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  13. Peacenik:
    Yes, I’m in one of the three seats that increased the Green vote. Yes, I was out on the streets. Yes, I supported local electorate initiatives. Yes, I look forward to being even more active as circumstances permit in the future. Yes, I will offer suggestions on how to run a better campaign in 2008.
    SPC:
    No appeasement is needed to build communications and better understanding between the GP and business, farming and media interests. It’s about being open to listen to their practical concerns and to remove their fear of the unknown and untested aspect of what GP policies mean in practice.
    It’s about looking for what we hold in common with individuals, not what keeps us apart.
    It’s about having respect for their position, their concerns and their needs.
    It’s about demonstrating that our values and principles are often shared, and giving them an opportunity to buy into our approach to resolving issues at a personal level.
    Thinktanks and interest groups seek to have others adopt their policies and solutions.
    Politcal parties exercise the power needed to achive the policies.
    We’re the Green Party, not the Green issues group, and the party exists as a means to secure power so that our policies can be implemented.
    That’s rather blunt I know, and we have core values, principles and ethics which dictate how we exercise power.
    Our 2008 objective should be to fill the liberal-left vacumn left by Labour’s move to the right, and target a minimum 15% of the vote. Our objective for 2011 should be to replace Labour as the true liberal-left party in NZ with a minimum 30% of the vote.
    With this level of voter endorsement, our policies can begin to come into fruition.

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  14. DR

    I think business/farming know that the short term profit basis to their agenda, is inconsistent with Green policy (media merely reflect their relationship to their sponsors and otherwise mainstream perceptions). So while their being better informed about what Greens in coalition government might mean, it won’t change their opposition to it. Nothing will convince them to buy into Green policy but public/consumer pressure on them. And they are not the means to realising this.

    “Thinktanks and interest groups seek to have others adopt their policies and solutions. Politcal parties exercise the power needed to achive the policies.We’re the Green Party, not the Green issues group, and the party exists as a means to secure power so that our policies can be implemented.”

    The Green Party will always be the “Green issues” group using the political process to reach the public through the media and using public support to have a place in representative government. The role is to have government adopt the programme, not being in government.

    “Our 2008 objective should be to fill the liberal-left vacumn left by Labour’s move to the right, and target a minimum 15% of the vote. Our objective for 2011 should be to replace Labour as the true liberal-left party in NZ with a minimum 30% of the vote. With this level of voter endorsement, our policies can begin to come into fruition.”

    Sounds like the ACT party hopes a few years back.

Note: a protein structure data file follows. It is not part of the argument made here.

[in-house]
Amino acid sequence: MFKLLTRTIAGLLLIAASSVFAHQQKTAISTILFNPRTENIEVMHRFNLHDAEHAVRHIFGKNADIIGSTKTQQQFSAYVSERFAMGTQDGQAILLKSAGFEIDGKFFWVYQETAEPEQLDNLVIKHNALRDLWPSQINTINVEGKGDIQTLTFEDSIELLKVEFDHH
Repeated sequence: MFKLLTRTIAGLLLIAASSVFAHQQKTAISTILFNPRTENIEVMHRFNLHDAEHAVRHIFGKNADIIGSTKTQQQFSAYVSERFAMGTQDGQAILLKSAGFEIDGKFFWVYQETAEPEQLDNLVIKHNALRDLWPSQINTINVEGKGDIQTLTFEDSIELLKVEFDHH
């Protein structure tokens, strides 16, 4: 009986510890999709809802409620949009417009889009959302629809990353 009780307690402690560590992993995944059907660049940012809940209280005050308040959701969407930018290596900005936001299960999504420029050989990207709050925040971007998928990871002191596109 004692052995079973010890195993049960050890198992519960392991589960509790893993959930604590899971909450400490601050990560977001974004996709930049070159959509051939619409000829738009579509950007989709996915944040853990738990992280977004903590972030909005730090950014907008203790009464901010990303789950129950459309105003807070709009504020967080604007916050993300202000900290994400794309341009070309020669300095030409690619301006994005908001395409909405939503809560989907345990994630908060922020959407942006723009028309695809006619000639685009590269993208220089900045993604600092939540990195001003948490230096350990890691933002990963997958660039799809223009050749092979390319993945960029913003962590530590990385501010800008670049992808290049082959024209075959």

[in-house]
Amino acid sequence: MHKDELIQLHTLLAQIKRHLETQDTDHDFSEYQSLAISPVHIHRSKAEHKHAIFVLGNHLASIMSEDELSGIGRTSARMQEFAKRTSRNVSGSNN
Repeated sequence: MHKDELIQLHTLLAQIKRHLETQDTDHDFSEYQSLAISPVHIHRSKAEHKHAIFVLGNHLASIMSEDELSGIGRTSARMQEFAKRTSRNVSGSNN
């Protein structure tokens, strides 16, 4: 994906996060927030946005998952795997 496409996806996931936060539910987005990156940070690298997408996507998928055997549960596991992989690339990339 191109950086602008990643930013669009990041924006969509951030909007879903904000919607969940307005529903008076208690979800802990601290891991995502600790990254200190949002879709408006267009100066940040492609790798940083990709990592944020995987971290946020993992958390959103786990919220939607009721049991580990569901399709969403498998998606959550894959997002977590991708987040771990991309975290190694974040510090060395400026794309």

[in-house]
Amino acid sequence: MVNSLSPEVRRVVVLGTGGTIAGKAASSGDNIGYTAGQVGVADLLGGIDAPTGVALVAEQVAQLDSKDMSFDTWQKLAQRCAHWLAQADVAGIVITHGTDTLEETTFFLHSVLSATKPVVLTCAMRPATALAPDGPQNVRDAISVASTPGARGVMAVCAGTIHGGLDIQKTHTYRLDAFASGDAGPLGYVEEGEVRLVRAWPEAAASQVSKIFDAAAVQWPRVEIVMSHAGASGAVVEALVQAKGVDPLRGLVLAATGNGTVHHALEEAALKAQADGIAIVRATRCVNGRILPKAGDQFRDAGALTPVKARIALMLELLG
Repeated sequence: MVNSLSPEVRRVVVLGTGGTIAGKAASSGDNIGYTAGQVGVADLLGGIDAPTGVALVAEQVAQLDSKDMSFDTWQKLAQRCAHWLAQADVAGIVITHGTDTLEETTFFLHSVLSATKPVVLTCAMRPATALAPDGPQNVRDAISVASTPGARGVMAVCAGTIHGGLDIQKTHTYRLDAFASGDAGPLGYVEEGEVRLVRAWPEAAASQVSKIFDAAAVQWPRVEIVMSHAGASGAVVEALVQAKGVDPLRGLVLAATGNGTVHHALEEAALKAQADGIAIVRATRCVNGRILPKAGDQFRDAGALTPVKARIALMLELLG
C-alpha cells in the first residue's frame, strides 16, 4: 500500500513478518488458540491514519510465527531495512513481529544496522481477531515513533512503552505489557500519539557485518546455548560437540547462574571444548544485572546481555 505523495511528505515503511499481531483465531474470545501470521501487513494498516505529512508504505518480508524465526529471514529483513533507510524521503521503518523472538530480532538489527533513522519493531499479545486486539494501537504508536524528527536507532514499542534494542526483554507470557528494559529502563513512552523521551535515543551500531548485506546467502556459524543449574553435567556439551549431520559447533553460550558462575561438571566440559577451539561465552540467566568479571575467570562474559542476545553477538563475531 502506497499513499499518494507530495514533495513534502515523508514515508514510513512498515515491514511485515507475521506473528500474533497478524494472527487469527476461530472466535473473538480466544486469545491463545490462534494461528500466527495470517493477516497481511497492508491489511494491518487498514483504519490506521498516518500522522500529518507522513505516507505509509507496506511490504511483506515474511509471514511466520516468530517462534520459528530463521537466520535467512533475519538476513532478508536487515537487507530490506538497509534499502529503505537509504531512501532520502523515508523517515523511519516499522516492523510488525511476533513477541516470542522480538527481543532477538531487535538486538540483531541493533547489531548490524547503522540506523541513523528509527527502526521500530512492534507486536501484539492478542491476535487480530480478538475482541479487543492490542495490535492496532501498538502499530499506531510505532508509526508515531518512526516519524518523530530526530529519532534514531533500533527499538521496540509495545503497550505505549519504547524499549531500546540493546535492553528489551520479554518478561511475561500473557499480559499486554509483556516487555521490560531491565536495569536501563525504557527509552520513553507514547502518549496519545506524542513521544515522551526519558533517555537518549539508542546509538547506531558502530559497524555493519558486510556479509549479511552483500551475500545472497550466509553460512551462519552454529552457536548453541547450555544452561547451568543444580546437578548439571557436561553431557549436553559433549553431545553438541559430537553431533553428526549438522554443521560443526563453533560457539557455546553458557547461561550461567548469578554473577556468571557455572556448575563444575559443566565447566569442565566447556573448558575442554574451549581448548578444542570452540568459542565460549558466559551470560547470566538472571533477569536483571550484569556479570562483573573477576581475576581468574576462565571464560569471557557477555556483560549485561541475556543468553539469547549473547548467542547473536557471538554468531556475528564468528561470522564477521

10% is possible as a new benchmark – especially if the Harre, McCarten and Jackson come on side (and Greens and MP reach accord), rather than contest with Greens for the Labour left vote. But it’s about gaining critical mass in the centre. When such accept the logic of Green thinking, then Labour will include Greens in coalition governments the way it has Progressives since 1999.

    A 10/40% or 15/35% share of the vote with Labour would suffice – provided the centre accepts the logic of Green thinking, Labour can implement policy without risk to it’s vote.

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  15. So while (under your approach) “THEY ARE” being better informed about what Greens in coalition government might mean, it won’t change their opposition to it.

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  16. SPC
    So long as ‘the government’ [Labour and/or National, NZF/UF] represent the very people you say can’t be changed, why would they want to adopt Green policies?
    Reliance on Labour to adopt Green policies is a flawed approach. Unless the Greens have direct control over the levers of power [bureaucrats, law making system, appointment of judiciary etc], change will be so incremental as to never register.
    Since the Values Party of 1975 which secured 5.3% of the vote, to the Green vote of 5.3% in 2005, the core issue is that our well meaning but often poorly structured and marketed policies are not resonating. Why?
    Because voters instinctively understand we only desire to influence, not exercise power to bring about change.
    This creates two tests to pass to have effect – the ordinary citizen, and the political parties who currently represent them.
    The former have more in common with our values and principles than the latter. Why give ourselves two hurdles?
    Bypass the other parties, and go direct to the voter. If they choose to vote for us, we have to show them respect and show them we’re prepared to govern well and represent them.
    I’m not sure if the Green party is prepared to govern, but believe there’s a mood for change to tackle this shift away from being purely an ‘issues’ group, towards a party prepared to assume the responsibility of actually exercising the power of government.
    With the Labour move towards the right of the center, the liberal-left vacumn this creates is where the Greens should move into and replace the Labour Party as the natural core party of the liberal-left.
    It’s been coming for some years, but Labour/National are simply tweedledum and tweedledee now.
    Neither will respond to core Green policies for change, except in highly emasculated forms.
    We participate in power, or sit in the swamps and mangroves with frogs, crabs and other creatures.